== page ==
Cole Kmet eager to be a hometown hero

Getting drafted by the Bears in the second round is a “dream come true” for the Notre Dame tight end, who grew up in Lake Barrington and starred at St. Viator in Arlington Heights.

SHARE Cole Kmet eager to be a hometown hero
Notre Dame tight end Cole Kmet (84) blossomed as a junior in 2019 — he had 43 receptions for 515 yards and six touchdowns after coming into the season without 17 catches for 176 yards and no touchdown in his first two years.

Notre Dame tight end Cole Kmet (84, against Boston College in 2019) caught 43 passes for 515 yards (12.0 avg.) and six touchdowns in 11 games as a junior in 2019.

Joe Robbins/Getty Images

When Cole Kmet was growing up in Lake Barrington, he heard stories about his dad — former Hersey and Purdue lineman Frank Kmet — playing on the Bears’ practice squad in 1993.

“We would go to games and stuff, and it was something that I was aware of — that he would talk about,” Cole said. “Playing for the Bears . . . was obviously a dream for him, too, because he grew up in the area as well. So it was pretty cool.”

Cole Kmet will feel that “living the dream” emotion exponentially in the coming days, months and — he hopes — years. While his father was on the fringes of the Bears’ roster, Cole will be front and center as a key player in coach Matt Nagy’s offense, just four years removed from baseball/football stardom at St. Viator in Arlington Heights.

The 6-6, 262-pound Notre Dame tight end was the Bears’ second-round pick (43rd overall) in the NFL Draft on Friday night. The move was much anticipated throughout the draft process; Kmet was considered the No. 1 tight end prospect, and the Bears’ need for a tight end whom Nagy can grow with was painfully obvious. But the moment still was surreal for Kmet, who, along with his immediate family, was overcome with emotion as he took the call from Nagy at his parents’ house in Arlington Heights.

“I mean, this is amazing,” he said. “It’s a dream come true for me, and obviously [I’m] really excited.”

The opportunity to play for the Bears means a lot to the Kmet family — and not just Cole.

“I think my mom was the most pleased, just because she knows I’m going to be staying around [here], which she’s really happy about,” Kmet said. “My whole family, we grew up Bears fans. So this is just unreal for us.”

Kmet is the first local player drafted by the Bears since Central Michigan quarterback Dan LeFevour, from Benet, was a sixth-round pick in 2010. (Northern Illinois running back Garrett Wolfe, from Holy Cross, was a third-round pick in 2007.)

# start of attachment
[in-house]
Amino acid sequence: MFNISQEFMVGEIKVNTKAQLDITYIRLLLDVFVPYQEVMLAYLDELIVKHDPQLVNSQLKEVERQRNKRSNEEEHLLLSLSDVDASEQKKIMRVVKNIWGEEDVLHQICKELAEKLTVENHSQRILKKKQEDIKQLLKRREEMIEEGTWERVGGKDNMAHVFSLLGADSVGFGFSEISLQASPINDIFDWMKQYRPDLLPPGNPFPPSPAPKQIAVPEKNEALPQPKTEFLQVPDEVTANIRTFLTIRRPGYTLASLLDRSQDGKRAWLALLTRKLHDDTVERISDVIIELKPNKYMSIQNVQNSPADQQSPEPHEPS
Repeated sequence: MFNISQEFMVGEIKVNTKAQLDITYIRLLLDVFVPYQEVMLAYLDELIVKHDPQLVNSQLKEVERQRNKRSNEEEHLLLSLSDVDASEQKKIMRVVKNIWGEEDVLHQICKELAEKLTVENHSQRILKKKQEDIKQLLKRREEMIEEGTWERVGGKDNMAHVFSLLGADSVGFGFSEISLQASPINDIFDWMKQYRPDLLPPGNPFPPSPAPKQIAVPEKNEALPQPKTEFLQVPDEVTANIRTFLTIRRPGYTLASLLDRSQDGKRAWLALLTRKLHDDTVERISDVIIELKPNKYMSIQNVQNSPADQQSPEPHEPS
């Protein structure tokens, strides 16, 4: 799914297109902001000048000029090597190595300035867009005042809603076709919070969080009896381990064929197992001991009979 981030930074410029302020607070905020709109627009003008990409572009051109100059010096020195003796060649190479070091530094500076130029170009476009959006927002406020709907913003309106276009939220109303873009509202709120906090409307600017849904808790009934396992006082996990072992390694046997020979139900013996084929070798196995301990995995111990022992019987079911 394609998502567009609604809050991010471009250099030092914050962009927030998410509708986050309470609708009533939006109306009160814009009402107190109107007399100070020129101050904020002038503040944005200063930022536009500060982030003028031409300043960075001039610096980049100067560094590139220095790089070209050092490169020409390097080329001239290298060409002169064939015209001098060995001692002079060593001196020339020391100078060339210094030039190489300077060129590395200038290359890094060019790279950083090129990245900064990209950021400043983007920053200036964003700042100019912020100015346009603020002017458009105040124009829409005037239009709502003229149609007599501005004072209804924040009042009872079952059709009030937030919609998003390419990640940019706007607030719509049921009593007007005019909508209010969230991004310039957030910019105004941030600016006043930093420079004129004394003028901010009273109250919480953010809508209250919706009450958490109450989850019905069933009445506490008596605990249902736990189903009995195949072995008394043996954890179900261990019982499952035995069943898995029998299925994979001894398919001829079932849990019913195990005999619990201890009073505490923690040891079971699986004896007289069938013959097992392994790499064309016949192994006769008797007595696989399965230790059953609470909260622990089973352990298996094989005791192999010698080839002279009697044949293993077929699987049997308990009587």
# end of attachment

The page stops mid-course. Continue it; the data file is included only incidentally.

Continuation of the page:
This is the earliest the Bears have drafted a local player since offensive tackle Dennis Lick, a St. Rita product, was taken eighth overall in 1976 out of Wisconsin.

Kmet is ready for whatever pressure comes with being a high draft pick and a player from the Chicago area.

“I can’t wait. I’m just really excited,” he said. “I’m not going to worry about [the pressure to produce in Chicago]. I know that Bears fans want a winner. I know that because I am [a Bears fan].”

Kmet said he was a big fan of former Bears tight end Greg Olsen “for a little bit before they traded him.”

“But I was always watching Brian Urlacher,” he said. “[He] was a lot of fun on defense. I really loved watching him growing up.”

Kmet said the most memorable game he attended at Soldier Field as a fan was a preseason game against the Chargers and running back LaDainian Tomlinson in 2006.

“I just remember going to that, and I had a lot of fun there, just because L.T. at the time was a player and I loved watching him when I was a little kid,” Kmet said. “I always loved going to those types of deals — like the preseason games. I went to a Halloween game vs. the Vikings [in 2016, a 20-10 victory]. That was fun. But going to see L.T. in the preseason matchup was pretty cool.”

The Latest
Drug penalties are “very unfair,” the former president has said. No, wait, death sentences are OK.
A bill that would’ve banned sales of pot-like delta-8 products sailed through the Illinois Senate, but never made it to the floor of the state House. That means the mind-altering products will be unchecked for yet another summer in Chicago and beyond.
The Chicago Department of Public Health is focused on training city workers and people who live in areas with the highest suicide rates.
Durbin chairs the Senate Judiciary Committee, which is considering a bipartisan bill to enact a press shield law. Durbin is a co-sponsor of the bill, but has yet to schedule it for a markup.
The team’s new manager hasn’t been able to get his players untracked offensively.